Up, with Sir W. Batten to Charing Cross, and thence I to wait on Sir Philip Howard, whom I find dressing himself in his night-gown and turban like a Turke, but one of the finest persons that ever I saw in my life. He had several gentlemen of his owne waiting on him, and one playing finely on the gittar: he discourses as well as ever I heard man, in few words and handsome. He expressed all kindness to Balty, when I told him how sick he is: he says that, before he comes to be mustered again, he must bring a certificate of his swearing the oaths of Allegiance and Supremacy, and having taken the Sacrament according to the rites of the Church of England. This, I perceive, is imposed on all, and he will be ready to do. I pray God he may have his health again to be able to do it. Being mightily satisfied with his civility, I away to Westminster Hall, and there walked with several people, and all the discourse is about some trouble in Scotland I heard of yesterday, but nobody can tell the truth of it.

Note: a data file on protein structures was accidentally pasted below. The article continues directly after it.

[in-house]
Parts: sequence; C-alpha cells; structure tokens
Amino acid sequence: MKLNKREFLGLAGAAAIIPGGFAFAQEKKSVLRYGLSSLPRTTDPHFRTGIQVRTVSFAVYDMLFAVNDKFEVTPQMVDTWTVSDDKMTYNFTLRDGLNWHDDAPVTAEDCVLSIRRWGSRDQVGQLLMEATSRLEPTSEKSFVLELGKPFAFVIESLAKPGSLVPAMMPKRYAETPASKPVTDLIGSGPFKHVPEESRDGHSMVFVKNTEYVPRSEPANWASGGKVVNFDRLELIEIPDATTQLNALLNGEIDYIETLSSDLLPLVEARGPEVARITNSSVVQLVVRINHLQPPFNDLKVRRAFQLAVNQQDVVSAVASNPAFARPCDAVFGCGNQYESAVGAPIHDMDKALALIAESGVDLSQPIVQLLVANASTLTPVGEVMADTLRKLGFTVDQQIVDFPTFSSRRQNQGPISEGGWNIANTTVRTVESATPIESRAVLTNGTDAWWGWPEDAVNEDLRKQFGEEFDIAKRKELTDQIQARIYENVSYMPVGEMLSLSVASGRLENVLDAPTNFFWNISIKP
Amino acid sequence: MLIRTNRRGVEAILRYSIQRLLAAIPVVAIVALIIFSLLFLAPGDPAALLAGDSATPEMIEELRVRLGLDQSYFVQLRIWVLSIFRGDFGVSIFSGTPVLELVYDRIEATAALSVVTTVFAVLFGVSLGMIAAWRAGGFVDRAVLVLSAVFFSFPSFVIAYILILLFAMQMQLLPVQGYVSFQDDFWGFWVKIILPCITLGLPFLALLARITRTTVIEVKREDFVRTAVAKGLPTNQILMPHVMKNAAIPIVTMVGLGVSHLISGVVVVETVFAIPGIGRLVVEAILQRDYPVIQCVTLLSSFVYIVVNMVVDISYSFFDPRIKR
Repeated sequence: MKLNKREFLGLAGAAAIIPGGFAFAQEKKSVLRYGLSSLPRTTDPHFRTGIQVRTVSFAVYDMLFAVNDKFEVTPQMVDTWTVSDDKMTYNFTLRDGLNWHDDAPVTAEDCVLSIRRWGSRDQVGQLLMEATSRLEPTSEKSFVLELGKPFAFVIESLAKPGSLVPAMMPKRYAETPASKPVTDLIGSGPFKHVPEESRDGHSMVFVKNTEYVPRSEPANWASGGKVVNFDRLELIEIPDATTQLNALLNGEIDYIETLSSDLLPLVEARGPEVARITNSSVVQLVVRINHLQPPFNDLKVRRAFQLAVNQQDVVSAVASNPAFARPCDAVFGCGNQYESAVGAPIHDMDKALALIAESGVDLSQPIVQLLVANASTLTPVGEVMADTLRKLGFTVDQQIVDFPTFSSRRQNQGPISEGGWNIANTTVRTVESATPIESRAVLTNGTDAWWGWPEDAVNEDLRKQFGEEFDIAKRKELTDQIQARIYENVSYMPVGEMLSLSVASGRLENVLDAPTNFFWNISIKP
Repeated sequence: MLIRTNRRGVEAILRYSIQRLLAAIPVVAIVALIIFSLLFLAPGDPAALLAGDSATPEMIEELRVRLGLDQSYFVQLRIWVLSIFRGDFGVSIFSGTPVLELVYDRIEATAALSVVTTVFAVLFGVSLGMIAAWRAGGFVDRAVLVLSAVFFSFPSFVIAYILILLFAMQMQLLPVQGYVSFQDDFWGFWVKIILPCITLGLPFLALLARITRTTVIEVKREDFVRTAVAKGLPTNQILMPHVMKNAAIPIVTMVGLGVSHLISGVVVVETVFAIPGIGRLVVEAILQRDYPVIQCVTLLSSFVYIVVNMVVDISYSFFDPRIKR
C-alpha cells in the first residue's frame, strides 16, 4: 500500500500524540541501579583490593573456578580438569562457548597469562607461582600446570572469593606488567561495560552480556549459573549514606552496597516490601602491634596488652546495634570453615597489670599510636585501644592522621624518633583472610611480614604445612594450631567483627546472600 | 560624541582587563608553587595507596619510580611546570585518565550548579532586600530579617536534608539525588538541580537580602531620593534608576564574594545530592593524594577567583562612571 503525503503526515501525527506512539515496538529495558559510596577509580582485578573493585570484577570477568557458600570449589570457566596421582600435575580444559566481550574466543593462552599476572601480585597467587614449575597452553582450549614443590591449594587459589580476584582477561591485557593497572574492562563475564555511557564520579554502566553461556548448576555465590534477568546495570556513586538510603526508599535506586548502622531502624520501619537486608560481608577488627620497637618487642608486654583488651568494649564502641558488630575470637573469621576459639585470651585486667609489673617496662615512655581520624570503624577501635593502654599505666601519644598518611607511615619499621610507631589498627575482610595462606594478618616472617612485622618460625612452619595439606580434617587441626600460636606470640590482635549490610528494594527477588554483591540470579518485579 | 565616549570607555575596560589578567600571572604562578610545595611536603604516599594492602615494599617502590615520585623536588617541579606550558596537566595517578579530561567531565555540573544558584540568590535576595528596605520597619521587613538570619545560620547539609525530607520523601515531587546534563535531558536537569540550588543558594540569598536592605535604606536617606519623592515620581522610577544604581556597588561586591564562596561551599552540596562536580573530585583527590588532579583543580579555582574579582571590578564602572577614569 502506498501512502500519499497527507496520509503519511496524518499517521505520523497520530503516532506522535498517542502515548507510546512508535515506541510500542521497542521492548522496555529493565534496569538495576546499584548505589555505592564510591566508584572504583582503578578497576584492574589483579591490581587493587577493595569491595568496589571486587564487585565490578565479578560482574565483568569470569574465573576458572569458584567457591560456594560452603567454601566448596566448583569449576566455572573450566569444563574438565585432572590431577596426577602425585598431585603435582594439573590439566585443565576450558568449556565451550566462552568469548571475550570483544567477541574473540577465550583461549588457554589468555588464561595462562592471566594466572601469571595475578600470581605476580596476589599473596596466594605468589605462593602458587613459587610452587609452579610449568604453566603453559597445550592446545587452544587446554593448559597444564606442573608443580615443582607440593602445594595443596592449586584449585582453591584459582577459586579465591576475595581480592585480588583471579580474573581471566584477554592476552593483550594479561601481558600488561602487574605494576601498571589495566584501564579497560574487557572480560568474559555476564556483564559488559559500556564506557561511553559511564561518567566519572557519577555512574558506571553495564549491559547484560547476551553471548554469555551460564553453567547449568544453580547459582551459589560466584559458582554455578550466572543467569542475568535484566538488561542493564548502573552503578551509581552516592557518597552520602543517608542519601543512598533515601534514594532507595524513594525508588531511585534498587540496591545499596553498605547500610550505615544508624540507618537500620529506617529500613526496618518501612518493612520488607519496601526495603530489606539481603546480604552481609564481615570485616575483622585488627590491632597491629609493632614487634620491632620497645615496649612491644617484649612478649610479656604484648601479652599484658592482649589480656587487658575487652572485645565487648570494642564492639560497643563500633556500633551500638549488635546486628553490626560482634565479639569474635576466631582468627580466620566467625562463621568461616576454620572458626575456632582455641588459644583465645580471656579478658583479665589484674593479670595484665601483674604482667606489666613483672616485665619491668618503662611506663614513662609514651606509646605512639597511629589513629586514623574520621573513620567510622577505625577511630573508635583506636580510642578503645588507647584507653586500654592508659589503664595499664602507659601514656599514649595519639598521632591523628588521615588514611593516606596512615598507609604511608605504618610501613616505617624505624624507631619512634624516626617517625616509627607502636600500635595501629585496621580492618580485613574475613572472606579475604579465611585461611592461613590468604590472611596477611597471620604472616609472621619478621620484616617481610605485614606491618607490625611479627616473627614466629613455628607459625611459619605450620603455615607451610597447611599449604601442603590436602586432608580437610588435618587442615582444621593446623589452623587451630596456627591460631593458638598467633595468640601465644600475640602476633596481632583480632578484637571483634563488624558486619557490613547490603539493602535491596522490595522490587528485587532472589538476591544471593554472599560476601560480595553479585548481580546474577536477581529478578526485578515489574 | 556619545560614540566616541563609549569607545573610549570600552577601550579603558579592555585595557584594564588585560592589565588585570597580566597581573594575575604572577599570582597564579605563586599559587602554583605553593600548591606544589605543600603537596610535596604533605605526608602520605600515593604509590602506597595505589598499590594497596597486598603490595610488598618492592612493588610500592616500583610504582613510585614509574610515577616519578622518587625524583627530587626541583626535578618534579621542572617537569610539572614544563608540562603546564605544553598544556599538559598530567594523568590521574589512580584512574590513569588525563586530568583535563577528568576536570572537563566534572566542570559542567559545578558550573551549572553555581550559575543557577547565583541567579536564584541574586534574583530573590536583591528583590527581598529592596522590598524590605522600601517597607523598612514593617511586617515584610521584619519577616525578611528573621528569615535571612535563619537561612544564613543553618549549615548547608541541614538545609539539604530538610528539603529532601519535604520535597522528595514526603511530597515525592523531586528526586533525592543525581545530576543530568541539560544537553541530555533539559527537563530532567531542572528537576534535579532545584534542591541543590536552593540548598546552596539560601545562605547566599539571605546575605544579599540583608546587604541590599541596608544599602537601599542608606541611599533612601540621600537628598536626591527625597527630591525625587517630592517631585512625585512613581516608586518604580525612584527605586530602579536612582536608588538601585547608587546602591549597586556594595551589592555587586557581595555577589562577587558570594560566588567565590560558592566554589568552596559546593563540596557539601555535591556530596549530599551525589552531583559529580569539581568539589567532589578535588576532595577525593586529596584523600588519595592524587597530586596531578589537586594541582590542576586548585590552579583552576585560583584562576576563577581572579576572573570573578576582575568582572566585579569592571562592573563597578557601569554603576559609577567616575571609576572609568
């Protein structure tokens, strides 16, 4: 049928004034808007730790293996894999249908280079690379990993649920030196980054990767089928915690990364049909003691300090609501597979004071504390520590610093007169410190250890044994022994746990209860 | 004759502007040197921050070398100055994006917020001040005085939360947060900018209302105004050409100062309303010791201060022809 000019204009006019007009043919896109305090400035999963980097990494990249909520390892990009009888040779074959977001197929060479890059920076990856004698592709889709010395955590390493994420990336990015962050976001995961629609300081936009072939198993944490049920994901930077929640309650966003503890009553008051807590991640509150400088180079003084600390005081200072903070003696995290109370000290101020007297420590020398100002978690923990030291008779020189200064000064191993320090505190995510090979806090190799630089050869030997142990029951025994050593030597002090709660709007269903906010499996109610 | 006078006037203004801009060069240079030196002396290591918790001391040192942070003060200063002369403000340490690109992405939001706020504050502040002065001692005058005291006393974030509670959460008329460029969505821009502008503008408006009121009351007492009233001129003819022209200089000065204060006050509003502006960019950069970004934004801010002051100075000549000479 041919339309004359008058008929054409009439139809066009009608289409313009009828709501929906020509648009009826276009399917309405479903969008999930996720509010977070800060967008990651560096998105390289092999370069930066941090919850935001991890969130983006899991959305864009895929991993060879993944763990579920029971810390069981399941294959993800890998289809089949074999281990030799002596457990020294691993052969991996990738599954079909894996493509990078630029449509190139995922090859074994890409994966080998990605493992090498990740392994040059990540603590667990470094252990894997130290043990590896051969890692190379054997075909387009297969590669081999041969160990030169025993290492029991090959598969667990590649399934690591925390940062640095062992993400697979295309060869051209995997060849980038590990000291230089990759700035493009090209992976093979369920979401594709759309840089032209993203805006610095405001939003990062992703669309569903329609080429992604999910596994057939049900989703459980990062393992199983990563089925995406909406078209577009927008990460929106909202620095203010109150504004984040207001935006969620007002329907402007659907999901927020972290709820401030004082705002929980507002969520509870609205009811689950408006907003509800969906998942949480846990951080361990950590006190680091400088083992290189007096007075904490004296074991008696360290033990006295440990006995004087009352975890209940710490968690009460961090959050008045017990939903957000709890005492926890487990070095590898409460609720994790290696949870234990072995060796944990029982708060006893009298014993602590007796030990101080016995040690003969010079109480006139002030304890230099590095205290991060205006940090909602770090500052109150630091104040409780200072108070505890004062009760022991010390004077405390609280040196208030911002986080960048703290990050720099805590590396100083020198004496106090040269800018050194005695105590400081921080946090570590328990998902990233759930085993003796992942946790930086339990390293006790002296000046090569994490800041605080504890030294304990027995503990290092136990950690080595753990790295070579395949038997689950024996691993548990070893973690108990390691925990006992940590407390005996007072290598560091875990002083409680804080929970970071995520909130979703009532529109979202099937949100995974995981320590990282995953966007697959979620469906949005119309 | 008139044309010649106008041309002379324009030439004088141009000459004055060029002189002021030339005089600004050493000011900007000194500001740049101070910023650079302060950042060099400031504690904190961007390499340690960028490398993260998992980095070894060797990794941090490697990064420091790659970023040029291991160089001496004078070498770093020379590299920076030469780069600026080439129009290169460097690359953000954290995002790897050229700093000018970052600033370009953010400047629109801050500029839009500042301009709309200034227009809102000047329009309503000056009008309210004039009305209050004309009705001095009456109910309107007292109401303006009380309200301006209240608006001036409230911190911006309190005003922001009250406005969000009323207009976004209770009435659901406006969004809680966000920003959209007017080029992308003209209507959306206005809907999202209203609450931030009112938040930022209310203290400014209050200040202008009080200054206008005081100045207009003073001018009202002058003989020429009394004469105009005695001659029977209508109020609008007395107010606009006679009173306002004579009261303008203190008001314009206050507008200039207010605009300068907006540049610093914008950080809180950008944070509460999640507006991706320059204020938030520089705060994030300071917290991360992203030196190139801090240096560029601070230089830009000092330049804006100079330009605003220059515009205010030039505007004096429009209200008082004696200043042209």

Here was Betty Michell with her mother. I would have carried her home, but her father intends to go with her, so I lost my hopes. And thence I to the Excise Office about some tallies, and then to the Exchange, where I did much business, and so home to dinner, and then to the office, where busy all the afternoon till night, and then home to supper, and after supper an hour reading to my wife and brother something in Chaucer with great pleasure, and so to bed.
I wait like a guitar
for the sacrament of an ear
nobody can tell
the truth of a moth
lost in the busy night
Erasure poem derived from The Diary of Samuel Pepys, Wednesday 21 November 1666.